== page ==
before, by no means I can forbear what
is developing now. It has been several
months now that under vague pretexts
the Censors Office has evaded the
issuance of a screening permit for Half Moon. I have cut the film short several times to these
gentlemen’s taste and the short versions are available too. Each time, however, it has taken
theses gentlemen weeks to respond after which the vicious circle has just repeated.”

Could not start to shoot his new film

Moreover it is learnt that Ghobadi could not start to shoot his last project which does not have
anything to do with Kurdish and Kurdistan. The film would be taking place in Tehran but
Cinema Department officers has not yet issued production permit. Ghobadi stated that the
stance of Cinema Department reveals “a wave of hostility towards” him some other directors:
“This is why the multiple mention of the pre-revolution actor whose presence in an Iranian film
I have officially denied and said that his presence will depend on obtaining official permission
from the Censors Office, is only an excuse in the hands of those attempting to suppress
differing ideas. I do reserve the right for myself though, that if production conditions are not
provided in Iran I will make the film with my intended actor in any country that will render
suitable.”

Separatist films, separatist director!

Additionally Ghobadi said that he was accused of being separatist because of his last feature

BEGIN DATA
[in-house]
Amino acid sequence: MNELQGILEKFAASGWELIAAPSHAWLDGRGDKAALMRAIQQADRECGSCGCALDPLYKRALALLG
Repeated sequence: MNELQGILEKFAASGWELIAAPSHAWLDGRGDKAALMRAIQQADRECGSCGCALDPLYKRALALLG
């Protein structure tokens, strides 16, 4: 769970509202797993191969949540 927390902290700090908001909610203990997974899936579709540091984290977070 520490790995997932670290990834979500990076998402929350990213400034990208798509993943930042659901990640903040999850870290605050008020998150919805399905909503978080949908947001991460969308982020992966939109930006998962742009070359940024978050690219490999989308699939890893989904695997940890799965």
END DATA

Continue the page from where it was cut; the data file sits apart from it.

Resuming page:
film Half Moon, by the Censors Office. Ghobadi said he is an Iranian Kurd but against the
disintegration of even an inch of Iran. As said by Ghobadi after being labeled as separatist a
national Iranian newspaper published a broad article against him. The rest of Ghobadi’s
statement as follows: “Interestingly, the newspaper that does not tolerate any other voice but
their own opinions publishes a detailed report against me clearly attesting to a wave of anger
towards me whose name has appeared among the 100 top directors in the world listed in a
book by the reputable Taschen publications. This anger though, deems more of an excuse to
instigate the controversy on my behalf that I am a separatist, and a member of the Censor
Office, apparently himself a director, is among the interviewees in this report making irrelevant
statements to the unaware-of-the subject public to undermine my reputation in their mind.
Truly, is this an act of separatism by the member of the Censor Office or is it my predestined
situation as an Iranian Kurd? Obviously, a tendency seems to exist attempting to eliminate
many successful filmmakers such as myself and others to make room for the so called
minions. But these gentlemen ignore the fact that I, as an artist have not stepped into this
domain on someone else’s request or desire in the first place to be pressed to back off. As an
Iranian Kurdish filmmaker with international reputation I have remained silent although my
work has been halted for months. And this silence each time has provoked these gentlemen